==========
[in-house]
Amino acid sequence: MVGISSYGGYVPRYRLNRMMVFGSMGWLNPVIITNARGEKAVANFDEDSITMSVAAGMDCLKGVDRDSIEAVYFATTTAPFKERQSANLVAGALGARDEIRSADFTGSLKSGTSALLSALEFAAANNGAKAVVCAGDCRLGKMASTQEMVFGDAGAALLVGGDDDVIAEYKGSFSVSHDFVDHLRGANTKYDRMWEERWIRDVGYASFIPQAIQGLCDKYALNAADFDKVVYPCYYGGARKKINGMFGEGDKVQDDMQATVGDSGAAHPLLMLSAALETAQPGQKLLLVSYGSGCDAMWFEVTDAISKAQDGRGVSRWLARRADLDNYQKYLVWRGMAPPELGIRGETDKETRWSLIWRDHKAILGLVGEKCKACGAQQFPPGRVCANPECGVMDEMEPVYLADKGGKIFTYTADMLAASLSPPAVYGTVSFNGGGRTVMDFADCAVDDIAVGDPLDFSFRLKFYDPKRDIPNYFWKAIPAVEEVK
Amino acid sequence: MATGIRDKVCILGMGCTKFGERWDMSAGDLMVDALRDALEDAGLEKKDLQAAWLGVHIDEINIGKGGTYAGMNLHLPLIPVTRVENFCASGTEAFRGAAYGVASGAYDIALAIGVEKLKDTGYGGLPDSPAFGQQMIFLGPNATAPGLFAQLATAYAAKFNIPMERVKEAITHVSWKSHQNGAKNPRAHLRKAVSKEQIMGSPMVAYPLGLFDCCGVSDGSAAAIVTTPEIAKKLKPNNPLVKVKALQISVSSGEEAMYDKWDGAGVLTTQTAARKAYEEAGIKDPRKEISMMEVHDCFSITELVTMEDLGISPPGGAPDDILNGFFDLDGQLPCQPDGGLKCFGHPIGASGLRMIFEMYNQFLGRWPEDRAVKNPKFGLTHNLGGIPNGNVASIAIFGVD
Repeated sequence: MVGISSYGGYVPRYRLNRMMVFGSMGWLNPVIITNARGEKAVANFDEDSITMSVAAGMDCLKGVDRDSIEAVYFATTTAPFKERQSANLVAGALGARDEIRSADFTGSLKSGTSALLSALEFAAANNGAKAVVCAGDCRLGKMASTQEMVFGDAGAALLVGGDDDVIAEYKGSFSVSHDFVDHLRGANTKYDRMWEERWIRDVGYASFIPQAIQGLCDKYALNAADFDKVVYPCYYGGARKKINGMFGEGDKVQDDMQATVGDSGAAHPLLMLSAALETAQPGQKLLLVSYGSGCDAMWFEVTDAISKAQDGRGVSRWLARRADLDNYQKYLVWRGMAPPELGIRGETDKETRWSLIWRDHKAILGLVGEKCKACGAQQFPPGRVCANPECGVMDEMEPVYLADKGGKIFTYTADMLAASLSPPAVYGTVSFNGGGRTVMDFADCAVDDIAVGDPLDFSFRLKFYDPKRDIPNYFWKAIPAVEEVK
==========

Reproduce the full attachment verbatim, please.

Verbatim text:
[in-house]
Amino acid sequence: MVGISSYGGYVPRYRLNRMMVFGSMGWLNPVIITNARGEKAVANFDEDSITMSVAAGMDCLKGVDRDSIEAVYFATTTAPFKERQSANLVAGALGARDEIRSADFTGSLKSGTSALLSALEFAAANNGAKAVVCAGDCRLGKMASTQEMVFGDAGAALLVGGDDDVIAEYKGSFSVSHDFVDHLRGANTKYDRMWEERWIRDVGYASFIPQAIQGLCDKYALNAADFDKVVYPCYYGGARKKINGMFGEGDKVQDDMQATVGDSGAAHPLLMLSAALETAQPGQKLLLVSYGSGCDAMWFEVTDAISKAQDGRGVSRWLARRADLDNYQKYLVWRGMAPPELGIRGETDKETRWSLIWRDHKAILGLVGEKCKACGAQQFPPGRVCANPECGVMDEMEPVYLADKGGKIFTYTADMLAASLSPPAVYGTVSFNGGGRTVMDFADCAVDDIAVGDPLDFSFRLKFYDPKRDIPNYFWKAIPAVEEVK
Amino acid sequence: MATGIRDKVCILGMGCTKFGERWDMSAGDLMVDALRDALEDAGLEKKDLQAAWLGVHIDEINIGKGGTYAGMNLHLPLIPVTRVENFCASGTEAFRGAAYGVASGAYDIALAIGVEKLKDTGYGGLPDSPAFGQQMIFLGPNATAPGLFAQLATAYAAKFNIPMERVKEAITHVSWKSHQNGAKNPRAHLRKAVSKEQIMGSPMVAYPLGLFDCCGVSDGSAAAIVTTPEIAKKLKPNNPLVKVKALQISVSSGEEAMYDKWDGAGVLTTQTAARKAYEEAGIKDPRKEISMMEVHDCFSITELVTMEDLGISPPGGAPDDILNGFFDLDGQLPCQPDGGLKCFGHPIGASGLRMIFEMYNQFLGRWPEDRAVKNPKFGLTHNLGGIPNGNVASIAIFGVD
Repeated sequence: MVGISSYGGYVPRYRLNRMMVFGSMGWLNPVIITNARGEKAVANFDEDSITMSVAAGMDCLKGVDRDSIEAVYFATTTAPFKERQSANLVAGALGARDEIRSADFTGSLKSGTSALLSALEFAAANNGAKAVVCAGDCRLGKMASTQEMVFGDAGAALLVGGDDDVIAEYKGSFSVSHDFVDHLRGANTKYDRMWEERWIRDVGYASFIPQAIQGLCDKYALNAADFDKVVYPCYYGGARKKINGMFGEGDKVQDDMQATVGDSGAAHPLLMLSAALETAQPGQKLLLVSYGSGCDAMWFEVTDAISKAQDGRGVSRWLARRADLDNYQKYLVWRGMAPPELGIRGETDKETRWSLIWRDHKAILGLVGEKCKACGAQQFPPGRVCANPECGVMDEMEPVYLADKGGKIFTYTADMLAASLSPPAVYGTVSFNGGGRTVMDFADCAVDDIAVGDPLDFSFRLKFYDPKRDIPNYFWKAIPAVEEVK